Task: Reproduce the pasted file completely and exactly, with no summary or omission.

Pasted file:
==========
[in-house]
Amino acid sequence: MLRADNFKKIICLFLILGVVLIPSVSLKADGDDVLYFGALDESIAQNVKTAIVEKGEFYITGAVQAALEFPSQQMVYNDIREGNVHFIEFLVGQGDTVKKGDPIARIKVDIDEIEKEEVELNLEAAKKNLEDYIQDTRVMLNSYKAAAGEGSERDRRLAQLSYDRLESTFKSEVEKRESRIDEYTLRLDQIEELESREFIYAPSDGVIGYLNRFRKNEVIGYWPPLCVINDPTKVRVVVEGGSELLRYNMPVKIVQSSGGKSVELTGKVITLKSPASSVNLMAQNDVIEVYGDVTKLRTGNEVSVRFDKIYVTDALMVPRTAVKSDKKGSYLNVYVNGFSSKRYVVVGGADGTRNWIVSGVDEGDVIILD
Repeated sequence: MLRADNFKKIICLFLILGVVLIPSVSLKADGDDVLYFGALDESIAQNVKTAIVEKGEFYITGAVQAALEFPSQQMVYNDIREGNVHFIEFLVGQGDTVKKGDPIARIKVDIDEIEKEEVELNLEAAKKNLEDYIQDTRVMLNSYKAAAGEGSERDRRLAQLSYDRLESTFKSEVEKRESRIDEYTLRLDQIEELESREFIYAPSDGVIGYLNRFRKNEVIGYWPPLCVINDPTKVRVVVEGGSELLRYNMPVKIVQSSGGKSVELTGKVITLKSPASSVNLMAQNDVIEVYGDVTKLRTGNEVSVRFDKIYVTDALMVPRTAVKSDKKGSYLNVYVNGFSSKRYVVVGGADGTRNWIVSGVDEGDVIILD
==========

[in-house]
Amino acid sequence: MLRADNFKKIICLFLILGVVLIPSVSLKADGDDVLYFGALDESIAQNVKTAIVEKGEFYITGAVQAALEFPSQQMVYNDIREGNVHFIEFLVGQGDTVKKGDPIARIKVDIDEIEKEEVELNLEAAKKNLEDYIQDTRVMLNSYKAAAGEGSERDRRLAQLSYDRLESTFKSEVEKRESRIDEYTLRLDQIEELESREFIYAPSDGVIGYLNRFRKNEVIGYWPPLCVINDPTKVRVVVEGGSELLRYNMPVKIVQSSGGKSVELTGKVITLKSPASSVNLMAQNDVIEVYGDVTKLRTGNEVSVRFDKIYVTDALMVPRTAVKSDKKGSYLNVYVNGFSSKRYVVVGGADGTRNWIVSGVDEGDVIILD
Repeated sequence: MLRADNFKKIICLFLILGVVLIPSVSLKADGDDVLYFGALDESIAQNVKTAIVEKGEFYITGAVQAALEFPSQQMVYNDIREGNVHFIEFLVGQGDTVKKGDPIARIKVDIDEIEKEEVELNLEAAKKNLEDYIQDTRVMLNSYKAAAGEGSERDRRLAQLSYDRLESTFKSEVEKRESRIDEYTLRLDQIEELESREFIYAPSDGVIGYLNRFRKNEVIGYWPPLCVINDPTKVRVVVEGGSELLRYNMPVKIVQSSGGKSVELTGKVITLKSPASSVNLMAQNDVIEVYGDVTKLRTGNEVSVRFDKIYVTDALMVPRTAVKSDKKGSYLNVYVNGFSSKRYVVVGGADGTRNWIVSGVDEGDVIILD